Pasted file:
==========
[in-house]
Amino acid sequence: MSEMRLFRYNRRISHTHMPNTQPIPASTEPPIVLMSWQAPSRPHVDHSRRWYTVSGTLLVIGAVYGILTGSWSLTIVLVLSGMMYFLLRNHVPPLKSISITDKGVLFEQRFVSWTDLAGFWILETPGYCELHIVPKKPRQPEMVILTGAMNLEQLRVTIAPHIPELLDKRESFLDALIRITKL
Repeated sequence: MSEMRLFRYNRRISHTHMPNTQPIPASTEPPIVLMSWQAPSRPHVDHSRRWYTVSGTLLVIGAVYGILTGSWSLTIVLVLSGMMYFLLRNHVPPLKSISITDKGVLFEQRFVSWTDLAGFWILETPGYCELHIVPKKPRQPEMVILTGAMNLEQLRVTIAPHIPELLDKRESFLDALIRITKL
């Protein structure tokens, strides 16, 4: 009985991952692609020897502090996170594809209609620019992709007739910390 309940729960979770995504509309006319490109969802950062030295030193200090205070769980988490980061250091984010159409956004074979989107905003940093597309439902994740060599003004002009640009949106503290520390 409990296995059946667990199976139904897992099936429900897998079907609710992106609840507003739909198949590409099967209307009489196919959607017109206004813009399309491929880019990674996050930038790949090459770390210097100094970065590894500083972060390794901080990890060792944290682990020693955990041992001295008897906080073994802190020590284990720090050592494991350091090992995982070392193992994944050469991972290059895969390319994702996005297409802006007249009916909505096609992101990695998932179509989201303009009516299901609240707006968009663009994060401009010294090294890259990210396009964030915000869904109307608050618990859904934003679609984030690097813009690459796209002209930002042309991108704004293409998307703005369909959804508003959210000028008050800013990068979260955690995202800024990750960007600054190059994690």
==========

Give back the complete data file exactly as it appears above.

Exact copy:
[in-house]
Amino acid sequence: MSEMRLFRYNRRISHTHMPNTQPIPASTEPPIVLMSWQAPSRPHVDHSRRWYTVSGTLLVIGAVYGILTGSWSLTIVLVLSGMMYFLLRNHVPPLKSISITDKGVLFEQRFVSWTDLAGFWILETPGYCELHIVPKKPRQPEMVILTGAMNLEQLRVTIAPHIPELLDKRESFLDALIRITKL
Repeated sequence: MSEMRLFRYNRRISHTHMPNTQPIPASTEPPIVLMSWQAPSRPHVDHSRRWYTVSGTLLVIGAVYGILTGSWSLTIVLVLSGMMYFLLRNHVPPLKSISITDKGVLFEQRFVSWTDLAGFWILETPGYCELHIVPKKPRQPEMVILTGAMNLEQLRVTIAPHIPELLDKRESFLDALIRITKL
């Protein structure tokens, strides 16, 4: 009985991952692609020897502090996170594809209609620019992709007739910390 309940729960979770995504509309006319490109969802950062030295030193200090205070769980988490980061250091984010159409956004074979989107905003940093597309439902994740060599003004002009640009949106503290520390 409990296995059946667990199976139904897992099936429900897998079907609710992106609840507003739909198949590409099967209307009489196919959607017109206004813009399309491929880019990674996050930038790949090459770390210097100094970065590894500083972060390794901080990890060792944290682990020693955990041992001295008897906080073994802190020590284990720090050592494991350091090992995982070392193992994944050469991972290059895969390319994702996005297409802006007249009916909505096609992101990695998932179509989201303009009516299901609240707006968009663009994060401009010294090294890259990210396009964030915000869904109307608050618990859904934003679609984030690097813009690459796209002209930002042309991108704004293409998307703005369909959804508003959210000028008050800013990068979260955690995202800024990750960007600054190059994690």